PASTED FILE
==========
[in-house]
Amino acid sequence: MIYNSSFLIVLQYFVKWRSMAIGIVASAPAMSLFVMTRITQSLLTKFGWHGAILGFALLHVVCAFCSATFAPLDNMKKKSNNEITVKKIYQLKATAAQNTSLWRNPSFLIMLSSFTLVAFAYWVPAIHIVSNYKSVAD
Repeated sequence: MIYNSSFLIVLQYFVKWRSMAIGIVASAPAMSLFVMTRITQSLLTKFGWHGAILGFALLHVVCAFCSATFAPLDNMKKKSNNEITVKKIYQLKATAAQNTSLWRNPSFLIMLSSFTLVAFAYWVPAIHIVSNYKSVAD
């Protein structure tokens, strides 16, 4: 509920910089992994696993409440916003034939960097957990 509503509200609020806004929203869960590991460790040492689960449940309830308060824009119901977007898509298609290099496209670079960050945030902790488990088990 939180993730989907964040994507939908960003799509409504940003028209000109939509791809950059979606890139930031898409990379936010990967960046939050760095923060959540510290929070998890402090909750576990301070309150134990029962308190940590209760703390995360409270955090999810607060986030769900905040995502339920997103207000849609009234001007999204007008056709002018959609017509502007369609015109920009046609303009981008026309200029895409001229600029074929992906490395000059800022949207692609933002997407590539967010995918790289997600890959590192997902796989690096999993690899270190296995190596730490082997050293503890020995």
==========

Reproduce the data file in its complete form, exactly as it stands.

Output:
[in-house]
Amino acid sequence: MIYNSSFLIVLQYFVKWRSMAIGIVASAPAMSLFVMTRITQSLLTKFGWHGAILGFALLHVVCAFCSATFAPLDNMKKKSNNEITVKKIYQLKATAAQNTSLWRNPSFLIMLSSFTLVAFAYWVPAIHIVSNYKSVAD
Repeated sequence: MIYNSSFLIVLQYFVKWRSMAIGIVASAPAMSLFVMTRITQSLLTKFGWHGAILGFALLHVVCAFCSATFAPLDNMKKKSNNEITVKKIYQLKATAAQNTSLWRNPSFLIMLSSFTLVAFAYWVPAIHIVSNYKSVAD
């Protein structure tokens, strides 16, 4: 509920910089992994696993409440916003034939960097957990 509503509200609020806004929203869960590991460790040492689960449940309830308060824009119901977007898509298609290099496209670079960050945030902790488990088990 939180993730989907964040994507939908960003799509409504940003028209000109939509791809950059979606890139930031898409990379936010990967960046939050760095923060959540510290929070998890402090909750576990301070309150134990029962308190940590209760703390995360409270955090999810607060986030769900905040995502339920997103207000849609009234001007999204007008056709002018959609017509502007369609015109920009046609303009981008026309200029895409001229600029074929992906490395000059800022949207692609933002997407590539967010995918790289997600890959590192997902796989690096999993690899270190296995190596730490082997050293503890020995």